It sure has been a while since TMTF reviewed a book, hasn’t it? I blame Les Misérables. That novel is roughly the size of Alaska.
Some time ago, I set aside Les Misérables in order to read some books on loan from friends and relatives. (I’ll finish and review Les Mis eventually.) One of these borrowed works is The Book of the Dun Cow. This fantasy novel chronicles an ancient war against Wyrm, a colossal beast imprisoned beneath the earth. All that stands in the way of this unspeakable evil is… a pack of farm animals.
Was it worth putting down the story of Jean Valjean for the tale of some barnyard animals, or should I have continued Lez Mizzy and let the creatures of The Book of the Dun Cow fend for themselves?
Despite a slow start, Walter Wangerin, Jr.’s The Book of the Dun Cow is an engaging, original, and surprisingly thoughtful fantasy.
Ordinary, Extraordinary Heroes
When the world was new, God imprisoned Wyrm, a creature of absolute evil and unimaginable size, deep inside the earth. God’s creatures, oblivious to the peril beneath their feet, live their precious little lives in peace… until Wyrm begins to break free. As his land is threatened by horrors he can’t understand, Chaunticleer the Rooster prepares his fellow animals for battle. There is only one gleam of hope: the mysterious and angelic Dun Cow.
The Book of the Dun Cow is quite an original work, though some of its elements are familiar. I saw a lot of Aesop’s Fables and a bit of The Chronicles of Narnia in this tale of animals struggling against an ancient evil.
One of the most striking things about the book is its avoidance of the sword-and-sorcery clichés common in fantasy. There are no swords, wizards, princesses, prophecies, or any of the other tired trappings of fantasy fiction. Like Watership Down, which spins an epic around ordinary rabbits, The Book of the Dun Cow tells its story without depending on flashy fantasy tropes. It’s an extraordinary tale of ordinary creatures.
The novel does three things outstandingly well.
First, its characters are simple yet memorable. The author has a Dickensian gift for creating characters that are more like caricatures. Individually, they would quickly become tiresome. All together, alongside a few well-developed protagonists, they make for a colorful cast. The names chosen for characters are inspired—John Wesley Weasel, for example.
The second thing at which The Book of the Dun Cow excels is building up a sense of dread and unrelenting tension. This is not a story in which the heroes are guaranteed to win. Heck, its heroes are farm animals. Their struggle is desperate. Every battle brings tragedy and the risk of failure… and failure means unleashing an unstoppable evil upon the universe.
This brings us to the third thing: the novel has an unexpected theological bent. It doesn’t preach or moralize. It merely depicts the harsh reality of a world in which God seems absent, and the roundabout ways he works his will. (I would add this book to my list of novels that contemplate the silence of God.) This is a book echoing Job and Ecclesiastes, a novel that seems to cry out: “My God, my God, why have you forsaken me?” The Book of the Dun Cow isn’t just a fantasy. In its own understated, roundabout way, it’s a meditation upon the inscrutable workings of God.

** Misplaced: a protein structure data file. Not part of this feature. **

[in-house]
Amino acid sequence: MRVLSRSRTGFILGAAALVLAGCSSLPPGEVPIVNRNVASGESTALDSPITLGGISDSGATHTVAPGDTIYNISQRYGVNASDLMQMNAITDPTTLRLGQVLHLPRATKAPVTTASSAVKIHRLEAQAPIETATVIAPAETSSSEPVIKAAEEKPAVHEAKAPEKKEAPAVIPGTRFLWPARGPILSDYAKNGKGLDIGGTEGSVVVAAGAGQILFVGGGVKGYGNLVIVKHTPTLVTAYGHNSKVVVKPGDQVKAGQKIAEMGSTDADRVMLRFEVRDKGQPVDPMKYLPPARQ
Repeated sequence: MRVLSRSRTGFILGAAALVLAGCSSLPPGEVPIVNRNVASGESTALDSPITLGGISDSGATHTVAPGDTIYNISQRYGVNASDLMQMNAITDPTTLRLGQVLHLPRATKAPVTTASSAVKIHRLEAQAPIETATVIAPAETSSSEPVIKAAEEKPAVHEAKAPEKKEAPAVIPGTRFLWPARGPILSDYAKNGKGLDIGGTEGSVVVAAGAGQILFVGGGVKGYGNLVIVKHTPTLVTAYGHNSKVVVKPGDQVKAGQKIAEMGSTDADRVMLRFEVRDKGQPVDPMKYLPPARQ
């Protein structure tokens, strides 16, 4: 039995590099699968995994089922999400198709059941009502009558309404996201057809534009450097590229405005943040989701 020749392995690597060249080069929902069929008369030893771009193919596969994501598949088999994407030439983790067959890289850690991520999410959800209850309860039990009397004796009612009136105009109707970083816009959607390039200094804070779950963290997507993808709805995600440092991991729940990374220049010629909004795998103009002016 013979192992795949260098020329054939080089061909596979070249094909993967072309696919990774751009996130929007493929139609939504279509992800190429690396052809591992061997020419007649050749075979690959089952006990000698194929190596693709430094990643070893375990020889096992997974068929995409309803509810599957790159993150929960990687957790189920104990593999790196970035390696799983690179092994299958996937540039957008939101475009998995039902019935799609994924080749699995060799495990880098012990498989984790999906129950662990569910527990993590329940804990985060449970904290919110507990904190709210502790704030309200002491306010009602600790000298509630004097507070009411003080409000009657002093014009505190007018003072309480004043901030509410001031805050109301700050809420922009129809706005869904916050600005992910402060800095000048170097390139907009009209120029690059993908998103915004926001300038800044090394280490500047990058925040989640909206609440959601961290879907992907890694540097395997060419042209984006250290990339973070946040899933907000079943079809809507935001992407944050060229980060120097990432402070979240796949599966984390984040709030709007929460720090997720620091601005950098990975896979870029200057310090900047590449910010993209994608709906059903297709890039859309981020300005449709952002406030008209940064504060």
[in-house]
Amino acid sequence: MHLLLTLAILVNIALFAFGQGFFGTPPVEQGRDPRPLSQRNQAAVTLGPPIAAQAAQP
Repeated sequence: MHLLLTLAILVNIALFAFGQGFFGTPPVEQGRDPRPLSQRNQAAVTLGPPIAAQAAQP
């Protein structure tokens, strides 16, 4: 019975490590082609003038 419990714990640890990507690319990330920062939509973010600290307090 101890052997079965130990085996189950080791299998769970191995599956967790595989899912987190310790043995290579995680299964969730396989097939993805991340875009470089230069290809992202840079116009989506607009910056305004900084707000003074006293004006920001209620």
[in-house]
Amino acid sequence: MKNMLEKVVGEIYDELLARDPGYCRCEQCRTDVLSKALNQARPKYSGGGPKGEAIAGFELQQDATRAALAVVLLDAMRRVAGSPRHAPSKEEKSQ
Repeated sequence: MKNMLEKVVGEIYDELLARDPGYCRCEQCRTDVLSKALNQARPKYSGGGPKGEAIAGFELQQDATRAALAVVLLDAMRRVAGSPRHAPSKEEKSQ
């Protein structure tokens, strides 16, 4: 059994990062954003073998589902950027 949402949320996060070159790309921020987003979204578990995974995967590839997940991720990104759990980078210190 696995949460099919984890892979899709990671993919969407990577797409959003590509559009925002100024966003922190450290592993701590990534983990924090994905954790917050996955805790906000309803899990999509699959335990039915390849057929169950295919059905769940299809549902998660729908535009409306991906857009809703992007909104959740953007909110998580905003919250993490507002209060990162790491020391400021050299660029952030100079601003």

Slow and Steady Wins Races, Not Novels
The style of The Book of the Dun Cow is excellent, wasting no words yet conveying vivid impressions. The dialogue is particularly enjoyable. Many of the animals have their unique habits and mannerisms. John Wesley Weasel, bless him, butchers proper grammar. Lord Russel Fox rambles with self-conscious verbosity, the Turkeys gobble with nonsensical extra syllables, and the Dog loses himself in such bitter self-reproach that it’s hard for other characters to get a few plain words out of him.
My chief complaint about the novel is that it takes a long time to get going. As much as I appreciate a slow, steady approach to telling a story, The Book of the Dun Cow hardly begins moving until nearly halfway through. The excitement of the second half is belied by chapters and chapters of meticulous and largely unnecessary buildup in the first. A few early chapters foreshadow the sinister events of later ones, but most of the novel’s first half is forgettable.
The Review of the Done Book
In the end, although it takes a long time to set the stage, The Book of the Dun Cow tells an exciting, original, and oddly contemplative story. After spending so much time in Les Misérables, I felt satisfied to finish a book for a change.
Now that I’ve finished The Book of the Dun Cow, I have just half a dozen or so more books to read before picking up Less Misery where I left off. This is going to take a while.
Thanks for reading! If you have a moment, please check out TMTF’s charity fundraisers this month and make this Christmas awesome for a person in need!
Nice review, Adam! This was one of my favourite literary discoveries of last year.Never thought I’d love a novel where the hero is a rooster.
Thanks! As much as I’ve enjoyed the unabridged (read: really freaking long) Les Mis, The Book of the Dun Cow was a refreshing change of pace.